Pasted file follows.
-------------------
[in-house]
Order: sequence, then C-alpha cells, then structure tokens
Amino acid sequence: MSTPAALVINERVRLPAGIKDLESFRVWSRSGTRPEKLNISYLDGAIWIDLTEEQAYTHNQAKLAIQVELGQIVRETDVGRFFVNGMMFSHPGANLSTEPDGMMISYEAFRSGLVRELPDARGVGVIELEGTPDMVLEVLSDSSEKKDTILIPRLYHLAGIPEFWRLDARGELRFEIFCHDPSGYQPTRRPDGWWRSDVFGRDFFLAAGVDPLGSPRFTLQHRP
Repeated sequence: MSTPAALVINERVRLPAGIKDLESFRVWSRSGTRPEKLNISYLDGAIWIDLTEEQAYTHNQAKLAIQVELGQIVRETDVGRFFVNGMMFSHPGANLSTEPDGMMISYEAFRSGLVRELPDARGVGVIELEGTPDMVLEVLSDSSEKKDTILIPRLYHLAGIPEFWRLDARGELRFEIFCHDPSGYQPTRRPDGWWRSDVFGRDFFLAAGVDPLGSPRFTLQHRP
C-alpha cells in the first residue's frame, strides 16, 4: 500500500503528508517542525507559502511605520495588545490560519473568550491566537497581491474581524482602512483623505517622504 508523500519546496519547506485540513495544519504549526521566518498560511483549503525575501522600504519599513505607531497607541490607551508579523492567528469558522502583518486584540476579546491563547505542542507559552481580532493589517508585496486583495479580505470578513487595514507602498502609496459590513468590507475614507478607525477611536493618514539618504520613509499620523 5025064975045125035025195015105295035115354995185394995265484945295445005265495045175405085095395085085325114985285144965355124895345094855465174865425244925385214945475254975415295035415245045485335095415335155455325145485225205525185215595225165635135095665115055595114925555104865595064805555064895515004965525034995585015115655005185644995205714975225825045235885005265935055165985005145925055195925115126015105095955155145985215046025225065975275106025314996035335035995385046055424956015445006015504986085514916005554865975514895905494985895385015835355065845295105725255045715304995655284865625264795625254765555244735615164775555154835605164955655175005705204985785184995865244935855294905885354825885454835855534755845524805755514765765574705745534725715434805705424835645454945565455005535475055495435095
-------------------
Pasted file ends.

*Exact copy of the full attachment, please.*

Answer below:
[in-house]
Order: sequence, then C-alpha cells, then structure tokens
Amino acid sequence: MSTPAALVINERVRLPAGIKDLESFRVWSRSGTRPEKLNISYLDGAIWIDLTEEQAYTHNQAKLAIQVELGQIVRETDVGRFFVNGMMFSHPGANLSTEPDGMMISYEAFRSGLVRELPDARGVGVIELEGTPDMVLEVLSDSSEKKDTILIPRLYHLAGIPEFWRLDARGELRFEIFCHDPSGYQPTRRPDGWWRSDVFGRDFFLAAGVDPLGSPRFTLQHRP
Repeated sequence: MSTPAALVINERVRLPAGIKDLESFRVWSRSGTRPEKLNISYLDGAIWIDLTEEQAYTHNQAKLAIQVELGQIVRETDVGRFFVNGMMFSHPGANLSTEPDGMMISYEAFRSGLVRELPDARGVGVIELEGTPDMVLEVLSDSSEKKDTILIPRLYHLAGIPEFWRLDARGELRFEIFCHDPSGYQPTRRPDGWWRSDVFGRDFFLAAGVDPLGSPRFTLQHRP
C-alpha cells in the first residue's frame, strides 16, 4: 500500500503528508517542525507559502511605520495588545490560519473568550491566537497581491474581524482602512483623505517622504 508523500519546496519547506485540513495544519504549526521566518498560511483549503525575501522600504519599513505607531497607541490607551508579523492567528469558522502583518486584540476579546491563547505542542507559552481580532493589517508585496486583495479580505470578513487595514507602498502609496459590513468590507475614507478607525477611536493618514539618504520613509499620523 5025064975045125035025195015105295035115354995185394995265484945295445005265495045175405085095395085085325114985285144965355124895345094855465174865425244925385214945475254975415295035415245045485335095415335155455325145485225205525185215595225165635135095665115055595114925555104865595064805555064895515004965525034995585015115655005185644995205714975225825045235885005265935055165985005145925055195925115126015105095955155145985215046025225065975275106025314996035335035995385046055424956015445006015504986085514916005554865975514895905494985895385015835355065845295105725255045715304995655284865625264795625254765555244735615164775555154835605164955655175005705204985785184995865244935855294905885354825885454835855534755845524805755514765765574705745534725715434805705424835645454945565455005535475055495435095